RE: [SCA-Archery] Re: Points & "proof" - hardening
- Along the line of case hardening metal there was a method that was used
in the early match lock weapons. Where the parts that was subject to wear
were or for apearance were color case hardned. This was done by finishing
the part to final polish, then putting t inside a metal tube with scraps of
leather charcoal dust and sulfur powder. This was placed in the forge or a
annealing fire and heated to a cherry red, then allowed to cool to the
touch.The leather as it burned would give off enough carbon to put a thin
coat of case hardning on the other pieces the sulfur would give a greenish
blue cast to the color. This case hardening was difficult to file, but
could be polished off.
I have seen this effect on several older guns in museams during my mispent
days as a ronde viewer
>From: Godwin FitzGilbert de Strigoil <archergodwin@...>
>Subject: [SCA-Archery] Re: Points & "proof" - hardening
>Date: Sat, 15 Jan 2005 11:01:37 -0700
>Well, the evidence seems to indicate that the base material used in
> >bodkin points was iron... so hardening, even case-hardening,
> >wouldn't be possible using convential heat treat means.
> >HOWEVER, the Italians used a technique where iron armour could be
> >case hardened by placing it in a crucible with carbon powder and
> >cooking it. This essentially created a harder layer of steel on the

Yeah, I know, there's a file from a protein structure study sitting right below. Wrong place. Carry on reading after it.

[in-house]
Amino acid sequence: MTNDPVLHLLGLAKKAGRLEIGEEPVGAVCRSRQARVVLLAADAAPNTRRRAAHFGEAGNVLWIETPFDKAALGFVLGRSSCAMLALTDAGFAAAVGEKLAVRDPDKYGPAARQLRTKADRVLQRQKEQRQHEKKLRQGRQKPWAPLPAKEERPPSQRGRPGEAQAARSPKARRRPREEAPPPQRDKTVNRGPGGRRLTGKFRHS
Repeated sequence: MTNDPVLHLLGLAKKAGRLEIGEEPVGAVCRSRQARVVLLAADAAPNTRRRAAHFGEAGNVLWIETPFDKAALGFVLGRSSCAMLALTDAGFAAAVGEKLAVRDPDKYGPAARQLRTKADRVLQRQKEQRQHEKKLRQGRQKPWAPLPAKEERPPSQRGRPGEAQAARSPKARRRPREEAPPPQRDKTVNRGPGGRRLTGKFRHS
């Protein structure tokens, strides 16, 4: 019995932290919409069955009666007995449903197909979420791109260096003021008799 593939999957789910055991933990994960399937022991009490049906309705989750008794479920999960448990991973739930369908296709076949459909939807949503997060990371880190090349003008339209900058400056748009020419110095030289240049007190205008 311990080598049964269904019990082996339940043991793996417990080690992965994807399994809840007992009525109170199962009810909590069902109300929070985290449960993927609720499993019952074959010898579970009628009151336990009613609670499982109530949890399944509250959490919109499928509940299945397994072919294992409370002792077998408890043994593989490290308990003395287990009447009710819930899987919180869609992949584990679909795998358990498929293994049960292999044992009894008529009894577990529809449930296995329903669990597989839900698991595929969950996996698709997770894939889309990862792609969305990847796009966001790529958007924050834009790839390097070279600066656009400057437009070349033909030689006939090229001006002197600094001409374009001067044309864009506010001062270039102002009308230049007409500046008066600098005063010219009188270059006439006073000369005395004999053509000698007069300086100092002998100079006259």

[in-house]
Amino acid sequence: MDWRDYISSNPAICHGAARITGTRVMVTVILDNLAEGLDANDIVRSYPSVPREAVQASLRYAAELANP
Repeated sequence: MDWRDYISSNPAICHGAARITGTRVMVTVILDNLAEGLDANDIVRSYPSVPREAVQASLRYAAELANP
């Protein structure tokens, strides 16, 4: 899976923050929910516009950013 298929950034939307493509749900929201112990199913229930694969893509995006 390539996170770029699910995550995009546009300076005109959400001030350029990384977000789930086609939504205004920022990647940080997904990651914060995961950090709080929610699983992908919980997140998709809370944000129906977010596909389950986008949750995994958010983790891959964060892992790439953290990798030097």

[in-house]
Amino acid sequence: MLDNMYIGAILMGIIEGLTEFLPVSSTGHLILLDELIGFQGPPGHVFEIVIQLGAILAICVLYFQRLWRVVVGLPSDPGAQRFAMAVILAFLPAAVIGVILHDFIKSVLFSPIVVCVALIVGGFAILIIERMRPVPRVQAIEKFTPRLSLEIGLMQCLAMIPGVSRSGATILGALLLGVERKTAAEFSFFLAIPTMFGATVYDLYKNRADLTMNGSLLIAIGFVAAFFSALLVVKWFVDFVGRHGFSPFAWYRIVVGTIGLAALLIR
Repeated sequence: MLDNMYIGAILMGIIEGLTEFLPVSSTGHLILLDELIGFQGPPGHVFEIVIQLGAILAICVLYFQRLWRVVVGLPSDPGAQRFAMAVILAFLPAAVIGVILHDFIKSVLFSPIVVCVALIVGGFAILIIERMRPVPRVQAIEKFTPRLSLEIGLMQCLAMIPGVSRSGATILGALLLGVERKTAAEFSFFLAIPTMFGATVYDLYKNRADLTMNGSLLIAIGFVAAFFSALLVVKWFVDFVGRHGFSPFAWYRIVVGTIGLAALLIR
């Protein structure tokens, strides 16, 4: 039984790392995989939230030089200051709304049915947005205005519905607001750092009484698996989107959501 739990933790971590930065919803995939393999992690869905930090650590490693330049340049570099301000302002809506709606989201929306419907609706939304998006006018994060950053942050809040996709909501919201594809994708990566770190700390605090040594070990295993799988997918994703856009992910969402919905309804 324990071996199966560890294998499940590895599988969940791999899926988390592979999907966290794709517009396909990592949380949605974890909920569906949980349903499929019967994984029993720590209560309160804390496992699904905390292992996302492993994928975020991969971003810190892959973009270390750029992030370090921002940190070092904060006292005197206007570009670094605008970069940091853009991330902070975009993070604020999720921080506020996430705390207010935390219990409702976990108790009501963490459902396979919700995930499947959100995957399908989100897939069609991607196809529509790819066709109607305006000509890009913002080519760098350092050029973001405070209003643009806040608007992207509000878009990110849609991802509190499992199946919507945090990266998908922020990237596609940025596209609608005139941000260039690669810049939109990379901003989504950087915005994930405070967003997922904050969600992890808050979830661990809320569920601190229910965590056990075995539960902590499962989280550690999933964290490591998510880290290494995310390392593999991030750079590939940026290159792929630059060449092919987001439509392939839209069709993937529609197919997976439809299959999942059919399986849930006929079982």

> >surface and a soft iron core.
> >It is possible that such a technique could be used to create
> >hardened bodkins. It even makes sense.
> >BUT, there is no eivdence (yet) that is was done.
>It is entirely possible, that depending on what they fired their forges
>with, that they were imparting a small amount of case hardening to the
>points without realizing it.
>My mind tells me if you fire your forge with coal, or charcoal and lay
>the metal in it, then you are going to impart some carbon to the iron.
>Repeated heating and hammering would, in my mind, impart some case
>hardening to it.
>Interesting point might be if the bodkins and the armor plate were made
>from basically the same iron, and whether or not the plate was subjected
>to the same contact with carbon containing materials. I would think that
>the methods to produce the two might be a bit different. Therefore, you
>would wind up with a metal point that could indeed pierce the plate. The
>fact that the bodkin is a chisel point, is instrumental in it's ability
>to penetrate plate. If it were entirely round, it would be left to the
>point to displace metal - or move the metal out of the way, which is a
>much less efficient method of getting through the plate I would think.
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